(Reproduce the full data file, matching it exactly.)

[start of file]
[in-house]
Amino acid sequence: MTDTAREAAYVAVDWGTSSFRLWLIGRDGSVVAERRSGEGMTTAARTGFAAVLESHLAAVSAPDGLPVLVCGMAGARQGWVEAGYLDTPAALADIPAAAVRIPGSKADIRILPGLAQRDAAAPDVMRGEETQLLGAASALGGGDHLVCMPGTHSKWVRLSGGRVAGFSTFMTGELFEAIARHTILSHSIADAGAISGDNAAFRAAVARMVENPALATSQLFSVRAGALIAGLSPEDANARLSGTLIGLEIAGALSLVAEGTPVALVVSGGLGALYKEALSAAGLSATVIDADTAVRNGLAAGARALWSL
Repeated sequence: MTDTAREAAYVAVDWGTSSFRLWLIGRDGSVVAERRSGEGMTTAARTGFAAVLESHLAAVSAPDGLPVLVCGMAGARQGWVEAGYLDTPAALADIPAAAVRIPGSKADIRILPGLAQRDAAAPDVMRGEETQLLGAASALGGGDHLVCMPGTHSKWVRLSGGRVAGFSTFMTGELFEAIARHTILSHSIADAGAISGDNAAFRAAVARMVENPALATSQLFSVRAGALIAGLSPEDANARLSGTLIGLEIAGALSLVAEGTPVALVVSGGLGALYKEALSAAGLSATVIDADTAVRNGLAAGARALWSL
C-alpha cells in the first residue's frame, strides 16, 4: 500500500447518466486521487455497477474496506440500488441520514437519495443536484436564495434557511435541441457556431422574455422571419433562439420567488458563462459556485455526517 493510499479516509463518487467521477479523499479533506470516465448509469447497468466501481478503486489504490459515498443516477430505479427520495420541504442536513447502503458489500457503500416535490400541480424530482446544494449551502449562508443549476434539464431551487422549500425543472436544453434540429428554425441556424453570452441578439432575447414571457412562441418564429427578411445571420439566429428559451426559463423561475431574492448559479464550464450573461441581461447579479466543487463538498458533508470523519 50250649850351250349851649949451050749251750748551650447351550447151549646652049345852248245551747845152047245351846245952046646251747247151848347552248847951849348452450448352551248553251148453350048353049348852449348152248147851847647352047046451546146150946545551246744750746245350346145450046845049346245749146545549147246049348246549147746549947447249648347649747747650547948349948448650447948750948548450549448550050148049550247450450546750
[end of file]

[in-house]
Amino acid sequence: MTDTAREAAYVAVDWGTSSFRLWLIGRDGSVVAERRSGEGMTTAARTGFAAVLESHLAAVSAPDGLPVLVCGMAGARQGWVEAGYLDTPAALADIPAAAVRIPGSKADIRILPGLAQRDAAAPDVMRGEETQLLGAASALGGGDHLVCMPGTHSKWVRLSGGRVAGFSTFMTGELFEAIARHTILSHSIADAGAISGDNAAFRAAVARMVENPALATSQLFSVRAGALIAGLSPEDANARLSGTLIGLEIAGALSLVAEGTPVALVVSGGLGALYKEALSAAGLSATVIDADTAVRNGLAAGARALWSL
Repeated sequence: MTDTAREAAYVAVDWGTSSFRLWLIGRDGSVVAERRSGEGMTTAARTGFAAVLESHLAAVSAPDGLPVLVCGMAGARQGWVEAGYLDTPAALADIPAAAVRIPGSKADIRILPGLAQRDAAAPDVMRGEETQLLGAASALGGGDHLVCMPGTHSKWVRLSGGRVAGFSTFMTGELFEAIARHTILSHSIADAGAISGDNAAFRAAVARMVENPALATSQLFSVRAGALIAGLSPEDANARLSGTLIGLEIAGALSLVAEGTPVALVVSGGLGALYKEALSAAGLSATVIDADTAVRNGLAAGARALWSL
C-alpha cells in the first residue's frame, strides 16, 4: 500500500447518466486521487455497477474496506440500488441520514437519495443536484436564495434557511435541441457556431422574455422571419433562439420567488458563462459556485455526517 493510499479516509463518487467521477479523499479533506470516465448509469447497468466501481478503486489504490459515498443516477430505479427520495420541504442536513447502503458489500457503500416535490400541480424530482446544494449551502449562508443549476434539464431551487422549500425543472436544453434540429428554425441556424453570452441578439432575447414571457412562441418564429427578411445571420439566429428559451426559463423561475431574492448559479464550464450573461441581461447579479466543487463538498458533508470523519 50250649850351250349851649949451050749251750748551650447351550447151549646652049345852248245551747845152047245351846245952046646251747247151848347552248847951849348452450448352551248553251148453350048353049348852449348152248147851847647352047046451546146150946545551246744750746245350346145450046845049346245749146545549147246049348246549147746549947447249648347649747747650547948349948448650447948750948548450549448550050148049550247450450546750